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Larimer County businesses prepare for mask mandate

It goes into effect at noon on Wednesday, Oct. 20 and was issued due to the impacts of COVID-19 on local ICU capacity,

FORT COLLINS, Colo — On Wednesday, October 20 at noon, masks will be required in public indoor spaces in Larimer County, after a new public health order was issued Friday.

The order was issued due to the impacts of COVID-19 on local ICU capacity, according to a release from the Larimer County Department of Health.

RELATED: Larimer County issues new indoor mask mandate

ICU occupancy levels have been hovering at or above 100% for the past four weeks, according to a release. 

“Larimer County hospitals are being overburdened and we cannot allow this to continue indefinitely," said Tom Gonzales, the Larimer County public health director in a statement. "Our hospitals need relief so they can swiftly and adequately treat all urgent medical needs in our community."

RELATED: Latest COVID-19 numbers: Case count spikes to highest level seen since January

Now, some businesses are gearing up to go back to having customers mask up while inside. 

Credit: Luis de Leon

Preparing once again

Kevin Gearhardt has co-owned Maxline Brewing in Fort Collins with his wife for around five years, and they've already printed out and laminated the mask requirement signs to be put up once the new order in effect. 

"And so our employees always wore masks, and then we went through wearing masks until I think it was March of this year - March, April timeframe when the mandates all went away..." he said in an interview Saturday. "I mean, it's unfortunate that we have to go through this again, but we we will follow the rules as we did the last time around."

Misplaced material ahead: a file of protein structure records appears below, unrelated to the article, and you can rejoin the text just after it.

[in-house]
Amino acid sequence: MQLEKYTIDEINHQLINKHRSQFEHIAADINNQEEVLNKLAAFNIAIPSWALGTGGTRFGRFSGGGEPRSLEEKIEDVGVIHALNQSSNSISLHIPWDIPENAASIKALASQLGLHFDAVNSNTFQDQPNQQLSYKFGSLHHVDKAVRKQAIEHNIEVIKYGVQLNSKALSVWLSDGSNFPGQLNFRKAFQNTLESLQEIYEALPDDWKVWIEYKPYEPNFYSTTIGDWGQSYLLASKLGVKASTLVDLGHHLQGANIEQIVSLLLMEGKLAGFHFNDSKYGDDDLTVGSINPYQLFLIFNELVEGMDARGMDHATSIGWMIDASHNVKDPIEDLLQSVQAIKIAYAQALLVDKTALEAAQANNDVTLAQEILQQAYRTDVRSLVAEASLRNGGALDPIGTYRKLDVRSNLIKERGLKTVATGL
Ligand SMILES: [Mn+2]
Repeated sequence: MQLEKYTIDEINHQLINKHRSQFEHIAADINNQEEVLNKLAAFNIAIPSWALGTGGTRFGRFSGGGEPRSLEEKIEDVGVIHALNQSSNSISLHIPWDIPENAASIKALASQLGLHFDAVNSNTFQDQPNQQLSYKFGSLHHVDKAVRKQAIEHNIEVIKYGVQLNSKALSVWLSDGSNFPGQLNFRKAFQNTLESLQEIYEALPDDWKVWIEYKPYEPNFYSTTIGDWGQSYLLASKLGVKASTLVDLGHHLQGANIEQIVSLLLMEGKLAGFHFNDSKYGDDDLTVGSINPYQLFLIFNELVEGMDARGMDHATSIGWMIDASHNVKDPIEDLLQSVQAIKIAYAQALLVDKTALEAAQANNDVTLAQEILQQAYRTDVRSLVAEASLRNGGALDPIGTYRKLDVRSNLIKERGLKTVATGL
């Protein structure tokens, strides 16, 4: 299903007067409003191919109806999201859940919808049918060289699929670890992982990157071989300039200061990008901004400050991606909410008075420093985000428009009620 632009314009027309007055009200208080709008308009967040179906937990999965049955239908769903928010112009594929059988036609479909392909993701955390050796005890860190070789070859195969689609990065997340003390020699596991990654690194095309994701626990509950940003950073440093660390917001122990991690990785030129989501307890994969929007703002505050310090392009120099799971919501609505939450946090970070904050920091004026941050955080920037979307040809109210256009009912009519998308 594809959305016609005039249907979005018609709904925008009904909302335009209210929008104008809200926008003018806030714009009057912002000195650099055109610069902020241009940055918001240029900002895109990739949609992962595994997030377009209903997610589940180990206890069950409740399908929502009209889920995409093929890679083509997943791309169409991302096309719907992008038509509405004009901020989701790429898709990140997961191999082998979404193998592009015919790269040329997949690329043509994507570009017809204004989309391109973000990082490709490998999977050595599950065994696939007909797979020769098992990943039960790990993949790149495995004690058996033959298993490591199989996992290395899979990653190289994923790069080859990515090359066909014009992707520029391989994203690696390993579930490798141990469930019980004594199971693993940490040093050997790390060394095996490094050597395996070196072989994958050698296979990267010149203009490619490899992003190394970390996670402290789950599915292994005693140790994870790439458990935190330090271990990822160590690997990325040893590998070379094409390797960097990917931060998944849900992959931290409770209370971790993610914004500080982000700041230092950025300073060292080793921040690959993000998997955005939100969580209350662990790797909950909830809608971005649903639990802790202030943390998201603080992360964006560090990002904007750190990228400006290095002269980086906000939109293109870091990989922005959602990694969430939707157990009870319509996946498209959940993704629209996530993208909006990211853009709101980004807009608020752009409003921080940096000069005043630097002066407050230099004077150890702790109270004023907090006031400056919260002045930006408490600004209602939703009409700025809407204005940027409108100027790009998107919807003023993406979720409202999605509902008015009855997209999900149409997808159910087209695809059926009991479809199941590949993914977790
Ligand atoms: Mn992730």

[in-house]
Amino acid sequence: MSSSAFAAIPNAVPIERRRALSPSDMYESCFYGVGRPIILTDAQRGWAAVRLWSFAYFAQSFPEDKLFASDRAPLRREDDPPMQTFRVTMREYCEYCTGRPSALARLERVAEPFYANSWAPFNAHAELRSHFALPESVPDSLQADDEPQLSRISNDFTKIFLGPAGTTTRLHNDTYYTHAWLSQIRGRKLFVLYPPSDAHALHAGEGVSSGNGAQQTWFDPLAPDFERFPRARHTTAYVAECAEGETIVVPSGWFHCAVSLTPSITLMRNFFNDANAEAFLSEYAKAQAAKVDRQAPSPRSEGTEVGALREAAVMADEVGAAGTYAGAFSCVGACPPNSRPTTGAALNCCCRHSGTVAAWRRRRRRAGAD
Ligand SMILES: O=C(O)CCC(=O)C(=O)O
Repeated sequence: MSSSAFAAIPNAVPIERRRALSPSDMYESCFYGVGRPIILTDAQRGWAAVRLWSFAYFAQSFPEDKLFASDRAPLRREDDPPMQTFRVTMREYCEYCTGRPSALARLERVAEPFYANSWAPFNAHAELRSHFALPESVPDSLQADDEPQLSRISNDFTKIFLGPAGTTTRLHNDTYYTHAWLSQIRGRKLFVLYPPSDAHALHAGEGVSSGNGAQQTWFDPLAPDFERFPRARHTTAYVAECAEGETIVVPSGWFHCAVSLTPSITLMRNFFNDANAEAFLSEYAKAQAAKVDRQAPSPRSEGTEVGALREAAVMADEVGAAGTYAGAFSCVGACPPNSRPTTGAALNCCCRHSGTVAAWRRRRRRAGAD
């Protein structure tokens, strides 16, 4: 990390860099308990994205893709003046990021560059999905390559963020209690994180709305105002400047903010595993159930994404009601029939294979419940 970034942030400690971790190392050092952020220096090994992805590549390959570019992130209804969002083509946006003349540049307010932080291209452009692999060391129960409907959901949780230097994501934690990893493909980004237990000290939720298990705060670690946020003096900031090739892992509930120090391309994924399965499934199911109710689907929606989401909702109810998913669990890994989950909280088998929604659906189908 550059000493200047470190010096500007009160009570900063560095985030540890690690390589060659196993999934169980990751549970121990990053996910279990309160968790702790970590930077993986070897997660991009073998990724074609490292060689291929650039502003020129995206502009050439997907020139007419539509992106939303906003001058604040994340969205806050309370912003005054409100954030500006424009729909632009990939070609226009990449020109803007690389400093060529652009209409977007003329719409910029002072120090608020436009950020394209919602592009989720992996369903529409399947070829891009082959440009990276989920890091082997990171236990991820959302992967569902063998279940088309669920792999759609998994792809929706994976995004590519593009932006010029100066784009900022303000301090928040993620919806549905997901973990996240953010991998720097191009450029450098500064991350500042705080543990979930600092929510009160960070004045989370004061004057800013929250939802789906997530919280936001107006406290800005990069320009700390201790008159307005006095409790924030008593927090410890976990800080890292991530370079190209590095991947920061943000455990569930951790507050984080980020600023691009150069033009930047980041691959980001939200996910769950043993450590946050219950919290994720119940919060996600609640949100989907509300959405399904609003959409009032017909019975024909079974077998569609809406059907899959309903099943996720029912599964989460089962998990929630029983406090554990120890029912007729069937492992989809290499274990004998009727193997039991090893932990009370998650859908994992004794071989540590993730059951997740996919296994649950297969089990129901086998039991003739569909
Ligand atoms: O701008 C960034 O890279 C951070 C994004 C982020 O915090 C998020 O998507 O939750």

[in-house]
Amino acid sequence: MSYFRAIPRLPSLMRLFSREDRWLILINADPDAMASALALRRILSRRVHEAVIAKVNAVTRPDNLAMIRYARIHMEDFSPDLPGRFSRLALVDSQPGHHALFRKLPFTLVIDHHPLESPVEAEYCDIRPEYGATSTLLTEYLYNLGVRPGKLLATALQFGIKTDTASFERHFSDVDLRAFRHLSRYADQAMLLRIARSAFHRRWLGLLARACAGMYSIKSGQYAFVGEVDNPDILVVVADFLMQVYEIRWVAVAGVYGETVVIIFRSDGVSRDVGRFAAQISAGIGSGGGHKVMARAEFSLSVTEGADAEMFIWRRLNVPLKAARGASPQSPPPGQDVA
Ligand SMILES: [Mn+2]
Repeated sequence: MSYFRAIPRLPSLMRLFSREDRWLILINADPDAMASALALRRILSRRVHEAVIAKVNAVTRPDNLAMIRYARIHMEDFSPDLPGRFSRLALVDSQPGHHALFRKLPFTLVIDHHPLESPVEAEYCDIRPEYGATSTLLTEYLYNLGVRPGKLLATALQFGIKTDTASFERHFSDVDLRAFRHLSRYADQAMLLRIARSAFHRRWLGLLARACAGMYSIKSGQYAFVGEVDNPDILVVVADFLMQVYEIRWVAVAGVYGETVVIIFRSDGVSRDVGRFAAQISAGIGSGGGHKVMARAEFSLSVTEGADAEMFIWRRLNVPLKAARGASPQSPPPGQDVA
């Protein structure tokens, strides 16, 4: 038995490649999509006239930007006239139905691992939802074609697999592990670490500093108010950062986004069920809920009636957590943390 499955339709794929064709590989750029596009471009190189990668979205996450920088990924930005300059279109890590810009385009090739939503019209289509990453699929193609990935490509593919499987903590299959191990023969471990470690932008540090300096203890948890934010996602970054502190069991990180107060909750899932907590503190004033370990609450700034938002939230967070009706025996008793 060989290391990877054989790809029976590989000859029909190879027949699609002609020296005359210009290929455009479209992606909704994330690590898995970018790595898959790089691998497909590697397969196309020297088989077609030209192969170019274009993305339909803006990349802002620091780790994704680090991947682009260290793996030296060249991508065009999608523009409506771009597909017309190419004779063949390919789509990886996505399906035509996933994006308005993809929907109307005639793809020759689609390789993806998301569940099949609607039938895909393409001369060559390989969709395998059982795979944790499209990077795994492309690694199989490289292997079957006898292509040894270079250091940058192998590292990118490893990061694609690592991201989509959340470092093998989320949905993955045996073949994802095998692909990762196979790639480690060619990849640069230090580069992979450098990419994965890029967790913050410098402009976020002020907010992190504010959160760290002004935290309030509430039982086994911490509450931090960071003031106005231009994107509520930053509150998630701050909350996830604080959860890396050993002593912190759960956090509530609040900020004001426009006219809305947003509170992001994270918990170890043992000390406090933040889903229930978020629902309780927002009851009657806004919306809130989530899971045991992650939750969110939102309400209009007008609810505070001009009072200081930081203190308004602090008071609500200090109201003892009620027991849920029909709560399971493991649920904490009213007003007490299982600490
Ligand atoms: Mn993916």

He said the signs will be posted on their three main entrances and at their two serving stations. 

"I mean, it had an impact on our business last time around as far as a reduced customer base," he said. I would say that our customers have been very loyal and have come back."

Overall he said he's hoping that customers will understand, but is concerned about how it could impact business. 

"I am concerned about the impact to the revenue," he said. "And so that is a concern as to how it's going to impact our business and every other business in town because people have been used to not having to wear a mask for seven months plus now. And while we do see some people already wearing masks for the last few weeks, even a month or two months, the majority of people do not. So I guess we're just going to have to take a wait and see attitude to see how it impacts our our customer base."

He said he also hope that people continue to support local businesses. 

"...small businesses are where it's at," he said. "We we all need to survive and we've been pretty lucky here in Fort Collins. I feel the majority of the businesses here have made it through the pandemic and it's been it's been a really good year to recover. And the timing of this mask mandate. I guess we'll see how it impacts it." 

Credit: Kevin Gearhardt
People enjoying the outdoor seating at Maxline Brewing in Fort Collins on Saturday.

Not far from there is Obstacle Brewing and Grill where owner Chris Mulligan said he's working to make sure customers know about the mandate coming up. 

"Yeah, we're going to start putting up the signs this weekend, and I've let my staff know that it's coming," he said. "And so everybody's getting prepared for that here. And we kind of want to give all of our customers a heads up so they don't get caught by surprise when it officially goes into effect on Wednesday."